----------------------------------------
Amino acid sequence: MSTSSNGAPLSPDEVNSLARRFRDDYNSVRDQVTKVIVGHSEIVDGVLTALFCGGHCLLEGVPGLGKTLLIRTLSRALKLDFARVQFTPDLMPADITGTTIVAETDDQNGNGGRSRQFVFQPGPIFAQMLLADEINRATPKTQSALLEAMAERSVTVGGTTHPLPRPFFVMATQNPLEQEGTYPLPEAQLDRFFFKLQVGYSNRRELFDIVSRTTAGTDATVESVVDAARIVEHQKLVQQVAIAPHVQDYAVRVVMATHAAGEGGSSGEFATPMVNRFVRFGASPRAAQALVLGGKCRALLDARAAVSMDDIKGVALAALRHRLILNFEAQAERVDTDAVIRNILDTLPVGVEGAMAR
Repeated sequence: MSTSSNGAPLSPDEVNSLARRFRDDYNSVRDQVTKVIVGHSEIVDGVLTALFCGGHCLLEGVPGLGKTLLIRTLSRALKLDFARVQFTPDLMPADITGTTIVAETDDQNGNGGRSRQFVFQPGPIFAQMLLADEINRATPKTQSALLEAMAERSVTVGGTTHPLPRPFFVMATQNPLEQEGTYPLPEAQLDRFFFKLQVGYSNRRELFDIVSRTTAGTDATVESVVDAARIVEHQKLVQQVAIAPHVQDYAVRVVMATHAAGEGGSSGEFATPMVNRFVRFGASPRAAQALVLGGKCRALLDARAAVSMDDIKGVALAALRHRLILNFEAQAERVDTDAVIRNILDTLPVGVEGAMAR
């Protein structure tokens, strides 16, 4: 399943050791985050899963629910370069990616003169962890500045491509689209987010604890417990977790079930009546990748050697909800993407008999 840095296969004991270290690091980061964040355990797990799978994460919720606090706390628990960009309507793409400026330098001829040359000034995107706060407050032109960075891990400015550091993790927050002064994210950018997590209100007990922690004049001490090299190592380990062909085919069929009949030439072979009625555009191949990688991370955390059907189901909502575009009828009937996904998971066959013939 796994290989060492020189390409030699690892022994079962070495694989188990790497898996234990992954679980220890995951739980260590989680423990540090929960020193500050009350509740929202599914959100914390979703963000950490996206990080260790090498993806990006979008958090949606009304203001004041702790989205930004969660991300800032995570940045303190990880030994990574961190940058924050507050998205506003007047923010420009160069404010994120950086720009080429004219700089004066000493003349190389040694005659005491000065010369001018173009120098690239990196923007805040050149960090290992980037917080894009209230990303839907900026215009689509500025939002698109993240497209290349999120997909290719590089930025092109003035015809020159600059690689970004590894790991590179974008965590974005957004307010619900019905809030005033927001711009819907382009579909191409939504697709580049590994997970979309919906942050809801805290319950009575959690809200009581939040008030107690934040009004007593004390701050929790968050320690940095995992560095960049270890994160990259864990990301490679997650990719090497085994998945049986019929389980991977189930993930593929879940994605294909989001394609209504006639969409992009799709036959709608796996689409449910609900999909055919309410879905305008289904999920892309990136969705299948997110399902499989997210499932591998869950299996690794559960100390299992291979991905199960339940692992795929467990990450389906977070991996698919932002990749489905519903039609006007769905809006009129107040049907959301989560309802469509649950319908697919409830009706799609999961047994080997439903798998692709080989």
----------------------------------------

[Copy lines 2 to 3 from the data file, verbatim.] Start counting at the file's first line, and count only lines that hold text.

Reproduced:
Repeated sequence: MSTSSNGAPLSPDEVNSLARRFRDDYNSVRDQVTKVIVGHSEIVDGVLTALFCGGHCLLEGVPGLGKTLLIRTLSRALKLDFARVQFTPDLMPADITGTTIVAETDDQNGNGGRSRQFVFQPGPIFAQMLLADEINRATPKTQSALLEAMAERSVTVGGTTHPLPRPFFVMATQNPLEQEGTYPLPEAQLDRFFFKLQVGYSNRRELFDIVSRTTAGTDATVESVVDAARIVEHQKLVQQVAIAPHVQDYAVRVVMATHAAGEGGSSGEFATPMVNRFVRFGASPRAAQALVLGGKCRALLDARAAVSMDDIKGVALAALRHRLILNFEAQAERVDTDAVIRNILDTLPVGVEGAMAR
């Protein structure tokens, strides 16, 4: 399943050791985050899963629910370069990616003169962890500045491509689209987010604890417990977790079930009546990748050697909800993407008999 840095296969004991270290690091980061964040355990797990799978994460919720606090706390628990960009309507793409400026330098001829040359000034995107706060407050032109960075891990400015550091993790927050002064994210950018997590209100007990922690004049001490090299190592380990062909085919069929009949030439072979009625555009191949990688991370955390059907189901909502575009009828009937996904998971066959013939 796994290989060492020189390409030699690892022994079962070495694989188990790497898996234990992954679980220890995951739980260590989680423990540090929960020193500050009350509740929202599914959100914390979703963000950490996206990080260790090498993806990006979008958090949606009304203001004041702790989205930004969660991300800032995570940045303190990880030994990574961190940058924050507050998205506003007047923010420009160069404010994120950086720009080429004219700089004066000493003349190389040694005659005491000065010369001018173009120098690239990196923007805040050149960090290992980037917080894009209230990303839907900026215009689509500025939002698109993240497209290349999120997909290719590089930025092109003035015809020159600059690689970004590894790991590179974008965590974005957004307010619900019905809030005033927001711009819907382009579909191409939504697709580049590994997970979309919906942050809801805290319950009575959690809200009581939040008030107690934040009004007593004390701050929790968050320690940095995992560095960049270890994160990259864990990301490679997650990719090497085994998945049986019929389980991977189930993930593929879940994605294909989001394609209504006639969409992009799709036959709608796996689409449910609900999909055919309410879905305008289904999920892309990136969705299948997110399902499989997210499932591998869950299996690794559960100390299992291979991905199960339940692992795929467990990450389906977070991996698919932002990749489905519903039609006007769905809006009129107040049907959301989560309802469509649950319908697919409830009706799609999961047994080997439903798998692709080989």